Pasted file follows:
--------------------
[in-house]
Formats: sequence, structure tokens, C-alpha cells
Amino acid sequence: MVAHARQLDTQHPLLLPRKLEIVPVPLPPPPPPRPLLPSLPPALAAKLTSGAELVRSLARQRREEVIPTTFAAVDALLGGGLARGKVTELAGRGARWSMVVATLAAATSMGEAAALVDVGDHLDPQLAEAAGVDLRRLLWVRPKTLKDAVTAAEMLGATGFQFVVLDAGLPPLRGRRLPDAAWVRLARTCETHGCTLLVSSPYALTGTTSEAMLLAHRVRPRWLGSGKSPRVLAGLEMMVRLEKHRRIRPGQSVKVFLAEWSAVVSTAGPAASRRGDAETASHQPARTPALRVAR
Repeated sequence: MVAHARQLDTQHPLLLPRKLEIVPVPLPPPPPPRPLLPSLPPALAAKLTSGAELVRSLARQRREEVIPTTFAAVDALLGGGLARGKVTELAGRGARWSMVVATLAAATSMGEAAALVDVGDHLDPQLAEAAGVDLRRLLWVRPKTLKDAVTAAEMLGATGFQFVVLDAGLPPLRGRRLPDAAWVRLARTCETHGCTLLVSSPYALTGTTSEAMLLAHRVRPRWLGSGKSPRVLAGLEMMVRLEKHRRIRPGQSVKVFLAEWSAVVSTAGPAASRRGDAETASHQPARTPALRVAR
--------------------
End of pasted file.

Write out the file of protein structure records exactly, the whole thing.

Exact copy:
[in-house]
Formats: sequence, structure tokens, C-alpha cells
Amino acid sequence: MVAHARQLDTQHPLLLPRKLEIVPVPLPPPPPPRPLLPSLPPALAAKLTSGAELVRSLARQRREEVIPTTFAAVDALLGGGLARGKVTELAGRGARWSMVVATLAAATSMGEAAALVDVGDHLDPQLAEAAGVDLRRLLWVRPKTLKDAVTAAEMLGATGFQFVVLDAGLPPLRGRRLPDAAWVRLARTCETHGCTLLVSSPYALTGTTSEAMLLAHRVRPRWLGSGKSPRVLAGLEMMVRLEKHRRIRPGQSVKVFLAEWSAVVSTAGPAASRRGDAETASHQPARTPALRVAR
Repeated sequence: MVAHARQLDTQHPLLLPRKLEIVPVPLPPPPPPRPLLPSLPPALAAKLTSGAELVRSLARQRREEVIPTTFAAVDALLGGGLARGKVTELAGRGARWSMVVATLAAATSMGEAAALVDVGDHLDPQLAEAAGVDLRRLLWVRPKTLKDAVTAAEMLGATGFQFVVLDAGLPPLRGRRLPDAAWVRLARTCETHGCTLLVSSPYALTGTTSEAMLLAHRVRPRWLGSGKSPRVLAGLEMMVRLEKHRRIRPGQSVKVFLAEWSAVVSTAGPAASRRGDAETASHQPARTPALRVAR